I Lost Almost 100 Pounds Naturally and You Can Do It Too
Personal Experience With Newton's Law: An Object at Rest Tends to Stay at Rest
It's interesting that even when people know something is good for them, they are often hesitant to make the changes necessary to improve their quality of life.
Before I began my weight-loss journey, I had realized for several years that I was overweight, and by more than a little bit. In fact, I can't actually say for sure how much weight I lost, because I got to a point when I had no desire to weigh myself. I know that I was over 200 pounds, but I can't tell you how much over.
In the back of my mind I knew it would be good for me to start exercising and paying more attention to my diet, but I just didn't have the motivation to do it.
For the most part, I felt like exercising just led to feeling bad about myself, because I couldn't keep up with anyone around me. I just ended up wheezing and coughing and making people feel bad for me.
I knew that it would be good for me to eat healthier foods, but I wasn't really inclined to make any changes in my diet.
In my early 20's it was fairly normal to go out for nachos, mozzarella sticks, or burgers on a regular basis, and of course, none of those delicious delicacies felt like they were complete without a giant milkshake to go along with them.
I was eating the same things my friends were, so I didn't think I was doing anything particularly harmful to my body. It just turns out that my body metabolized food quite differently from my friend's bodies. Many of my friends seemed like they could eat anything and still look like Barbie dolls, but that wasn't the case for me.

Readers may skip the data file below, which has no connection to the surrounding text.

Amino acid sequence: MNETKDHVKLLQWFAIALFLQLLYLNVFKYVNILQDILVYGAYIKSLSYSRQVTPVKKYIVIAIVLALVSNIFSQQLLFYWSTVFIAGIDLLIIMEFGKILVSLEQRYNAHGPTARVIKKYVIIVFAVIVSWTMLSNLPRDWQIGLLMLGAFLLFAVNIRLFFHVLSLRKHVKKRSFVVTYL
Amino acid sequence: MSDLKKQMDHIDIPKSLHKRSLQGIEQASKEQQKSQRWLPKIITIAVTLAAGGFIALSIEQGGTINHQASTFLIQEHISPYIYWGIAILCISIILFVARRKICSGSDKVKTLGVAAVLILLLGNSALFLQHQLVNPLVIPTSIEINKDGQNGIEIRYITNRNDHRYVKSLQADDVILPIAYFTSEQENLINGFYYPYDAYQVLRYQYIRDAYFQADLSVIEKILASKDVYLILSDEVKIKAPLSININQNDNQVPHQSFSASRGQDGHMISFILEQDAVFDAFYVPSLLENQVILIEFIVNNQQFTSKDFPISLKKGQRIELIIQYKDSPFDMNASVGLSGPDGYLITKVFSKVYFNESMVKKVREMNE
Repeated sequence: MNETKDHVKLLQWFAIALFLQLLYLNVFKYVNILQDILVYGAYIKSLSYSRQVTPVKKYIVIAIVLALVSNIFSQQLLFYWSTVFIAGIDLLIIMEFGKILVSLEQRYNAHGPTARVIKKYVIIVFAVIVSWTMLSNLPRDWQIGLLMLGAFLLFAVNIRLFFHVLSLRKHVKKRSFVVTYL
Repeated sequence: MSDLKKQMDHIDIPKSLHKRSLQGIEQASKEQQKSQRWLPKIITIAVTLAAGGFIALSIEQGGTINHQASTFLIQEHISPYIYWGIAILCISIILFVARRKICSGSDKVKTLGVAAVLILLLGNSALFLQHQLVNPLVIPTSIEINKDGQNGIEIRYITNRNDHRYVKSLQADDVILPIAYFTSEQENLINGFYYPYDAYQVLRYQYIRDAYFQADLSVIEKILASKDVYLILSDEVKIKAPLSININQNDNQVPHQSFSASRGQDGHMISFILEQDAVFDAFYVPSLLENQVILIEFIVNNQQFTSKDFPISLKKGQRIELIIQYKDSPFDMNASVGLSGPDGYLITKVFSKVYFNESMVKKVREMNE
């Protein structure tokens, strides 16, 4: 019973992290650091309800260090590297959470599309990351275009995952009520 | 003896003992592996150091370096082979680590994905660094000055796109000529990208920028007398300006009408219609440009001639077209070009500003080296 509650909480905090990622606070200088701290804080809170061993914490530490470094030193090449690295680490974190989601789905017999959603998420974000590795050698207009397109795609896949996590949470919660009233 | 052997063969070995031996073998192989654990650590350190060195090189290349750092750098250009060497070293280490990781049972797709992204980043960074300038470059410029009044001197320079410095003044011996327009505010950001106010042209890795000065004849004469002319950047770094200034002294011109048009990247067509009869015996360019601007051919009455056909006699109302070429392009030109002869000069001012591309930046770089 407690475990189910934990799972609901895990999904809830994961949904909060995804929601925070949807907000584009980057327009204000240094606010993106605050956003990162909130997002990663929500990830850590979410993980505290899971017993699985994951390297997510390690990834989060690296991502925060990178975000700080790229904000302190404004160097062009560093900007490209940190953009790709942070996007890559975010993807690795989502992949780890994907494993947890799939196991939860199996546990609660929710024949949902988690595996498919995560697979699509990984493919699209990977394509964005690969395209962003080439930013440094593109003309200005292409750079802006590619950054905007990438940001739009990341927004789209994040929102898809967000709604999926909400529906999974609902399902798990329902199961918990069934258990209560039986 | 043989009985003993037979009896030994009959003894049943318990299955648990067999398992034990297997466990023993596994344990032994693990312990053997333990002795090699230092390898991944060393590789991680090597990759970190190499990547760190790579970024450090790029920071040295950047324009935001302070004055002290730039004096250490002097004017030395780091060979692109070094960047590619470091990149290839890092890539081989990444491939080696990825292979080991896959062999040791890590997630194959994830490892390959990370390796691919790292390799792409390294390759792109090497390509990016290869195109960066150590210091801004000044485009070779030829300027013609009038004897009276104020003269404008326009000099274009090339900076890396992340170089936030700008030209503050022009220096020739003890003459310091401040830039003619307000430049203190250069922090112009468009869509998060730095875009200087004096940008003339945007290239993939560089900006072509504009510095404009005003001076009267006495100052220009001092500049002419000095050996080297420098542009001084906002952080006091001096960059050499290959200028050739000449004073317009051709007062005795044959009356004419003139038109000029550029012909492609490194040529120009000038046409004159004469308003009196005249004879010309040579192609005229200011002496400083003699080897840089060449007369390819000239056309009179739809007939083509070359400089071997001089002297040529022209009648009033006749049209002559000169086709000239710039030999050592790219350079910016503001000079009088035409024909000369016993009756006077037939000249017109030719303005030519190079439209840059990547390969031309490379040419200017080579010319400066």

A diet like this combined with minimal exercise was a road to disaster when it came to my weight.
Are you intimidated by the idea of starting an exercise program?
Motivation to Get Moving
It's funny that after years of wishing I was thinner and healthier without putting forth any effort to change my lifestyle, all it took was a beautiful spring day to get me to try something I hadn't done in years.
I was halfway through my second semester away at college when for the first time in months, the snow melted enough that you could actually see the ground.
I grew up in an area where snow was a rarity, and I hadn't realized how tired I was of the bitter cold winter until the weather warmed up and I remembered how glorious it was to walk around in jeans and a T-shirt just soaking in the warm rays of the sun.
One day I came home from class, and I had a crazy inclination. It was a beautiful day and for the first time that I could remember since elementary school, I thought that I'd like to take advantage of the weather by going for a run.
To be honest, even as I changed into my exercise clothes, I was second guessing myself. After all, I'd spent most of my life hating running. Growing up, I always dreaded the days that we had to run the mile in P.E. class.
It seemed like a crazy idea, but I knew that running would be good for me, and I figured that I should probably take advantage of the fact that for some strange reason I actually wanted to do it.
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Off to a Rough Start
Well, as you would probably expect, my first run wasn't easy. It was a good opportunity to enjoy the weather, but I didn't find the act of running exactly enjoyable.
I was so out of shape that I couldn't run very far without stopping. I would tell myself that I had to run to the next phone pole on the side of the road and then I could take a break. I'd walk past a few phone poles and then repeat the process all over again.
When I came home I couldn't stop coughing. I thought I was going to hack up a lung. It turns out that's what happens when you haven't been physically active in ages. I ended up pulling out the inhaler that my doctor had given me to deal with asthma issues that I had from time to time.